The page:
Earth Day 2022: The most crucial milestone yet

Over the last 150 years, we’ve witnessed a steady but acute destabilisation of the planet’s environmental health — the consequences of which have been catastrophic for humanity in all corners of the globe.

Hurricanes have blasted Puerto Rico. Floods have pillaged towns in Germany and Australia. Wildfires have scorched the US, Greece and Turkey. Millions of people are contending with water droughts, food shortages, and displacement.

Farmers are consistently dealing with crop failures and extreme weather. Frighteningly, these events are merely a snapshot of the planet’s compromised integrity, all resulting from one pressing global issue: climate change.

February’s Intergovernmental Panel on Climate Change (IPCC) report highlighted the ever-increasing threat of droughts, wildfires, heatwaves and other weather extremes if emissions are left unchecked — with around 40 percent of the world’s population classed as “highly vulnerable” to the impacts of climate change. The report also stressed that we have merely until the end of the decade to mitigate these disasters or risk irreversible damage to ecosystems and populations worldwide.

As Earth Day 2022 approaches, it is our duty to step back from the sweeping media narratives and look at the progress we have made since this day last year, learning from our mistakes and the actions that we could have undertaken more effectively. Through this analysis, we can set out a clear roadmap to help us urgently combat this issue.

Triumphant efforts

Amid the disruptions of the COVID-19 pandemic, a steady stream of beneficial strides were made last year to mitigate the effects of climate change.

The COP26 conference in Glasgow saw 100 countries sign an agreement to end deforestation by 2030, in addition to pledging to cut down on methane emissions by 30 percent.

Governments and major polluting companies such as Shell were legally reprimanded over their actions. These developments also coincided with an increased movement to grant legal rights to nature, a historical precedent in many countries.

Additionally, several developed nations pooled billions of dollars in a partnership aimed at empowering coal-reliant nations, such as India, the Philippines and Indonesia, to transition towards green energy. This objective is being targeted through the retention and retraining of workers for the green-energy economy.

Hampered progress

Despite these commendable victories in environmental protection, carbon dioxide levels in the atmosphere still peaked at 419 parts per million (ppm) in 2021 — the highest level since records began 63 years ago — significantly up from 280 parts per million (ppm) before the Industrial Revolution.

Countries also played witness to record-breaking climate extremes such as the warmest year for ocean heat, the warmest temperature on record in 25 countries, and the warmest northern-hemisphere summer ever.

The tragedy remains that at least 85 percent of the world’s population has been affected by climate change, while four-fifths of the world’s land area has also been affected by climate change-induced damage. Regrettably, the most marginalized members of society who produce the least emissions, often shoulder the impact of these events.

With many pressing issues such as inflation and COVID-19 to address, seemingly less immediate matters fall down the list of priorities for various governments. While there has been significant progress in the engagement and adoption of sustainable energy generation over the past 20 years, the scale of the challenge that faces our global society requires profound changes across every aspect of our society.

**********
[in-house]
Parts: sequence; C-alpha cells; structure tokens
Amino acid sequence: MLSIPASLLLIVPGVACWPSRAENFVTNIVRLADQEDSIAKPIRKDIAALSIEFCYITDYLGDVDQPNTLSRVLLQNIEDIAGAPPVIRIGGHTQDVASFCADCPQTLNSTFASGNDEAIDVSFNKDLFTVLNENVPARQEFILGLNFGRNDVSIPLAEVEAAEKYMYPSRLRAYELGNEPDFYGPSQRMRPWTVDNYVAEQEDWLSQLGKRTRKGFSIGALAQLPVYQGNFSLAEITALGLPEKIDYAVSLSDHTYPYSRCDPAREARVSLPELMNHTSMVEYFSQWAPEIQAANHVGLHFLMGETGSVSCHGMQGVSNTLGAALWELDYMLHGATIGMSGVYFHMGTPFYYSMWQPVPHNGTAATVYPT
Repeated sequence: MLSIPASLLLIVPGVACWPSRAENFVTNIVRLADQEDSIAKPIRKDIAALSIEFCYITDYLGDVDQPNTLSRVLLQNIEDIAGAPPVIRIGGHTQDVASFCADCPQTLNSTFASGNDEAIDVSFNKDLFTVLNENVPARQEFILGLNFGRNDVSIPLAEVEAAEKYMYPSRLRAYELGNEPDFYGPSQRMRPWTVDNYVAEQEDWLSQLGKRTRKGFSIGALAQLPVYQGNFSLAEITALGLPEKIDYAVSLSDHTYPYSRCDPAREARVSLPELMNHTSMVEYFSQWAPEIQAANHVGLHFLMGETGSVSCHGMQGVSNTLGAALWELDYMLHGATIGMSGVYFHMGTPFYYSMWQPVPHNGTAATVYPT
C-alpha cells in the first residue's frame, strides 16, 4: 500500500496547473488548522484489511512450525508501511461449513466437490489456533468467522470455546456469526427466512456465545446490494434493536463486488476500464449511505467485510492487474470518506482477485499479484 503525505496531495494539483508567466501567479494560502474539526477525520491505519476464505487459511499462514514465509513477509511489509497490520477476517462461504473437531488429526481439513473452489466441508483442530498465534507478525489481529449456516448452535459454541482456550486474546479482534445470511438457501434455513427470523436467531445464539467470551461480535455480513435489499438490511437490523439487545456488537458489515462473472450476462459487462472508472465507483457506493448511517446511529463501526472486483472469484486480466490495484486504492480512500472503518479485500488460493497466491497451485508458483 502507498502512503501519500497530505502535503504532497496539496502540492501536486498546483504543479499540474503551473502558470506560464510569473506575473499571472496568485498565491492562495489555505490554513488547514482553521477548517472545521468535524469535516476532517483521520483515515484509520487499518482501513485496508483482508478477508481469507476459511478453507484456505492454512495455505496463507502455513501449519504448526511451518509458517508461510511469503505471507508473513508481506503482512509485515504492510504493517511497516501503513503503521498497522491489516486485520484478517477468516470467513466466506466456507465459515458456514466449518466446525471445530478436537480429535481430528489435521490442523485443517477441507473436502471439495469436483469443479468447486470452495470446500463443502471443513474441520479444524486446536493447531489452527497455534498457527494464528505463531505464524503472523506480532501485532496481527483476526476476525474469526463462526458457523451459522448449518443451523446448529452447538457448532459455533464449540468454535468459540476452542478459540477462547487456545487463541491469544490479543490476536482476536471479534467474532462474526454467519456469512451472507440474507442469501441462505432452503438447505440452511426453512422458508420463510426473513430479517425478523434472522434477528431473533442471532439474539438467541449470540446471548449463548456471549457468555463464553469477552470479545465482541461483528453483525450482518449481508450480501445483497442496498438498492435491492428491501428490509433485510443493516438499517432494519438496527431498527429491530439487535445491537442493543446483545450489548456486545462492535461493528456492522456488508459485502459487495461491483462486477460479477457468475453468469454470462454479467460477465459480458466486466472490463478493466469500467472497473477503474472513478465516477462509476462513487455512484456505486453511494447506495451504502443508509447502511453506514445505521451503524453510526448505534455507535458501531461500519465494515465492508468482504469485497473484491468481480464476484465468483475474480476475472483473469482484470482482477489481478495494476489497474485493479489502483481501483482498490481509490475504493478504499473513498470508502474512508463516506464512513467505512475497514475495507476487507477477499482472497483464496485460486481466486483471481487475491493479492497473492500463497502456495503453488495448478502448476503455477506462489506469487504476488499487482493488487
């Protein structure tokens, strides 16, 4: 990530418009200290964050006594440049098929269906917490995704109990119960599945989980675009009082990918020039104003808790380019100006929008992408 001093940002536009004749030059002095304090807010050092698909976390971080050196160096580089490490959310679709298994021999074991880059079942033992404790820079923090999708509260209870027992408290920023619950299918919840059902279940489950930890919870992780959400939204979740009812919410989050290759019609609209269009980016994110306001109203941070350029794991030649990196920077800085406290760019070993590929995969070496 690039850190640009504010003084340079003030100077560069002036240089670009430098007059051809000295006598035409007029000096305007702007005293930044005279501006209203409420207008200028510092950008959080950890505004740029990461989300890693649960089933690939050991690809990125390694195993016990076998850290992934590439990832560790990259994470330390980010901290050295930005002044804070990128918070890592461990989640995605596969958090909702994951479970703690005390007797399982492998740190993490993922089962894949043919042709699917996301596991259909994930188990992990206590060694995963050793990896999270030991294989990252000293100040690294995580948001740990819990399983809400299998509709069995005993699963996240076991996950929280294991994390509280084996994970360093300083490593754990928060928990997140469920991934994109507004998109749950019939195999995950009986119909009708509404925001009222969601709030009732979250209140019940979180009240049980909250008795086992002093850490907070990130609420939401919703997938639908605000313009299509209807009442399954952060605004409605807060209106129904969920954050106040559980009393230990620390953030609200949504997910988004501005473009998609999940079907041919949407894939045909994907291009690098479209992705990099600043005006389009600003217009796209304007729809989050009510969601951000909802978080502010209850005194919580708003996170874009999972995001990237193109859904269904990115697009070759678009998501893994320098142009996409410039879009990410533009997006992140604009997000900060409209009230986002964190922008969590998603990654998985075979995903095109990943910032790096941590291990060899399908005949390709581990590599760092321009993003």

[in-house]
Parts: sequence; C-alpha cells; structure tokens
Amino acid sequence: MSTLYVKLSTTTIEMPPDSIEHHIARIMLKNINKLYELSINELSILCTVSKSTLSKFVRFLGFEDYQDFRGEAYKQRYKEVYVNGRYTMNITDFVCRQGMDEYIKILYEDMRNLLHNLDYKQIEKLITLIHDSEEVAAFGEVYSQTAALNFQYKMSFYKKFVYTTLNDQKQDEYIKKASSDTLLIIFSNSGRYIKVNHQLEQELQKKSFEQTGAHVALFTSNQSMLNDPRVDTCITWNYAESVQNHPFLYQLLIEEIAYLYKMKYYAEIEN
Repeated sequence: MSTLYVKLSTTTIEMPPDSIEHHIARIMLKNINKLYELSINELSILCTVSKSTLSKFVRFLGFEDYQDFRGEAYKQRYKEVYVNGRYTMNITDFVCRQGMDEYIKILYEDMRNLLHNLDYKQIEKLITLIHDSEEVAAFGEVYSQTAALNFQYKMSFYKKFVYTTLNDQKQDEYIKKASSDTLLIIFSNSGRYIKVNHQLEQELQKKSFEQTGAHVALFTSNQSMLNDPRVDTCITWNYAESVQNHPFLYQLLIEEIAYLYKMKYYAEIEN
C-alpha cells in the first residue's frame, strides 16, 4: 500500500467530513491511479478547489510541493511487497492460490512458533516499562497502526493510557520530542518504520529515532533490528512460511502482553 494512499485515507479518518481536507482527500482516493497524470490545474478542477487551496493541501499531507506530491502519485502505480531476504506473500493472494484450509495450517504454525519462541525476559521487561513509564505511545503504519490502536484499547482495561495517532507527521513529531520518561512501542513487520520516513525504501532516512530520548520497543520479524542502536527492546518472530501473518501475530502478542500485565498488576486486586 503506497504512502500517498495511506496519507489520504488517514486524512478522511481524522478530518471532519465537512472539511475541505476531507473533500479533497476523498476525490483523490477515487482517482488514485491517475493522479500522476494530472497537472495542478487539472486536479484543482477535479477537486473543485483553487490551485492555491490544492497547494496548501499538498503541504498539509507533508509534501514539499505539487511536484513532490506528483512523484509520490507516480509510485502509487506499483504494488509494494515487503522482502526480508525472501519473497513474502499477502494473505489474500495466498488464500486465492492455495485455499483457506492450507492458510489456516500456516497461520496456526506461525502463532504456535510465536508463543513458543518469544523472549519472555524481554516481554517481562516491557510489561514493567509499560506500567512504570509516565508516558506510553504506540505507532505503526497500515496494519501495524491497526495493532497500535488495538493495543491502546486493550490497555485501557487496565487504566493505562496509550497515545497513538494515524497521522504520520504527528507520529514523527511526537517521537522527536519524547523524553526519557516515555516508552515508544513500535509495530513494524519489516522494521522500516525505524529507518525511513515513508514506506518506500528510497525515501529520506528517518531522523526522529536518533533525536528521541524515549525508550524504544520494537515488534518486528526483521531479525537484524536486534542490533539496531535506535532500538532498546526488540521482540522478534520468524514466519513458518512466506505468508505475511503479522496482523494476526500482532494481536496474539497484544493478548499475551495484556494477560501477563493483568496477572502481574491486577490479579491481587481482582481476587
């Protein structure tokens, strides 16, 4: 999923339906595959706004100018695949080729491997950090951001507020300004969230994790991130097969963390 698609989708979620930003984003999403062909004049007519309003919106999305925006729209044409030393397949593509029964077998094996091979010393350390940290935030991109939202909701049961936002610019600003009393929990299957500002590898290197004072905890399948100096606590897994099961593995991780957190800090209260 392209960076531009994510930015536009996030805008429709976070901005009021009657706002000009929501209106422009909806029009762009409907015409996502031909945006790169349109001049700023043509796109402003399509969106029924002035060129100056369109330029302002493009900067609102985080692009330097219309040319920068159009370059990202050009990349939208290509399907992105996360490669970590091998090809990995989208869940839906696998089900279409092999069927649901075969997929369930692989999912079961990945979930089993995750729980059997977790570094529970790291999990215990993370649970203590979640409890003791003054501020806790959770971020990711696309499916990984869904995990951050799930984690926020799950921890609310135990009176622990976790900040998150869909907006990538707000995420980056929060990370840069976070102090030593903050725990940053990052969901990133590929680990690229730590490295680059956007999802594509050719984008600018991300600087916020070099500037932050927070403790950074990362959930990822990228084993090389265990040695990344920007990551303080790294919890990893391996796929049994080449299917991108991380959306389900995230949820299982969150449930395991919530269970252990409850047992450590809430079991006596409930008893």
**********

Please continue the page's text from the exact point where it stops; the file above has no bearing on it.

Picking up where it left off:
Governments need to significantly invest in green-energy infrastructure. That said, a pragmatic approach in which renewables are deployed in tandem with traditional fossil fuel generation will likely be necessary to satisfy our energy needs, at least in the immediate term, as we transition to an entirely green economy.

Fostering collaboration

As disruptive as the previous two years have been for humanity, the effects of climate change will be catastrophic by several orders of magnitude — etching irreversible ecological and geographic damage globally.

As such, governments and corporations that bear particular culpability should contribute by covering the rising costs sustained by vulnerable nations and individuals in this battle.

Investment should also be redirected towards researching methods that can more drastically boost green energy production, improve sustainability and recycling and enforce environmental protections.

This would be the next step in streamlining the flawed supply chains and practices found across the industry, such as the morally and environmentally questionable lithium and cobalt mining industry used to produce electric vehicles.

During the initial onset of the COVID-19 pandemic, the abandoned streets and waterways created by lockdowns provided a welcome relief to the ailing planet, its polluted ecosystems, and repressed wildlife.

This offered a glimpse into what could be achieved by governments and the public alike if we set our minds and goals toward implementing holistic change. While Earth Day may now be an annual milestone for companies to polish off and showcase their badges of climate action, it is also a time for reflection and education. It is a day where we must remember that despite tremendous progress, our work is far from complete.

As numerous academic studies have repeatedly warned, we have reached a point of no return. Much like during the height of the COVID-19 pandemic, countries will once again need to band together to combat this impending catastrophe and protect this beautiful planet we call home. Without this united action, Earth Day is simply an event held in vain.

Robert Holcomb is the co-founder of Holcomb Scientific Research

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